When it comes to buying adapters, avoid super-cheap ones – these can break quickly and even damage the sensor on your camera. A fair price for an adapter would be around the £20 mark. Before attaching a vintage lens to your camera be aware of any potential weight issues – a very heavy or long lens can damage the mount on your digital camera, so in this instance it’s a good idea to use a lens collar and tripod.
Some people worry that there might be a steep learning curve when using vintage lenses, but like any lens they are made of metal and glass – there is nothing magical or extra-difficult to understand. If you know how to focus manually then you can use a vintage lens! Having said that, using a camera with focus peaking is very important and image stabilisation is also good when you’re shooting videos with vintage lenses.
I like to shoot portraits, but you can shoot pretty much anything with a vintage lens – there are plenty of focal lengths to choose from. One of the greatest challenges is finding vintage and experimental lenses at a fair price: I started collecting when no one really cared about them and I was picking them up for less than £10, but they are now becoming more expensive.
I don’t own any modern lenses and I don’t feel like I’m missing out. Vintage lenses encourage me to be more experimental – I love the way they bend light, create crazy bokeh and produce truly unique images.
Marc Sirisi is a videographer/filmmaker for RV Films – a film production company based in Barcelona, which he set up with a colleague. Marc loves to experiment and has been using vintage lenses since the beginning of his journey with photography and now shoots commercial projects with them. Visit www.rvfilms.cat and Instagram: @marcsirisi.
It’s hard to describe what I like about vintage lenses, but when I shoot with them I get the feeling that the pictures will be special in some way. Each lens offers something different: sometimes it’s unusual bokeh, sometimes it’s interesting colour tones, flare or contrast. Basically, it’s the joy of imperfection. As a portrait photographer, I feel that vintage lenses play a significant role in capturing the essence of a person. There is also a certain romance when you consider that you’re using a lens that is 30 years old or more and will have captured many moments and experiences over the years.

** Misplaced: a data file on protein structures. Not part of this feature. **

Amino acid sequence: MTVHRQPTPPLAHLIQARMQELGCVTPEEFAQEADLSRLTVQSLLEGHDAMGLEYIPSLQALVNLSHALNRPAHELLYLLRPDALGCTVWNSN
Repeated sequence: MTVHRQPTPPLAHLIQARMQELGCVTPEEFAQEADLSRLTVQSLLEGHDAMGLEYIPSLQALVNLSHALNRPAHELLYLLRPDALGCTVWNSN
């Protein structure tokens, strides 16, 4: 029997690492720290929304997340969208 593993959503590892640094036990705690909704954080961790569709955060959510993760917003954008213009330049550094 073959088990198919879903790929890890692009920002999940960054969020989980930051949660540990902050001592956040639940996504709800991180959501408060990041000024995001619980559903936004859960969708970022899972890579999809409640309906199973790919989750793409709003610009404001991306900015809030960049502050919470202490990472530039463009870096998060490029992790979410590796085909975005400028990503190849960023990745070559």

My passion for photography only began a few years ago, but I was instantly drawn to the retro/film look – especially the bokeh. I was so used to seeing digital images that when I first saw the swirly bokeh and low contrast created by the Helios 44M 58mm it shocked me!
I knew I had to have one.
The Helios was my first vintage lens. I now have eight more: a Minolta MD Rokkor 45mm (lots of contrast and nervous bokeh), a Minolta MC Rokkor 55mm (very sharp, even wide open), a Minolta MC Rokkor-PG 58mm (optically very good with an almost creamy bokeh), a Minolta MC Tele Rokkor 135mm (sharp with good contrast), a Canon FD 50mm f/1.4 SSC (this was given to me by a relative and I think it has some haze inside because the final image is too soft so I’m saving it for a possible future project), a Canon FD 50mm (without haze!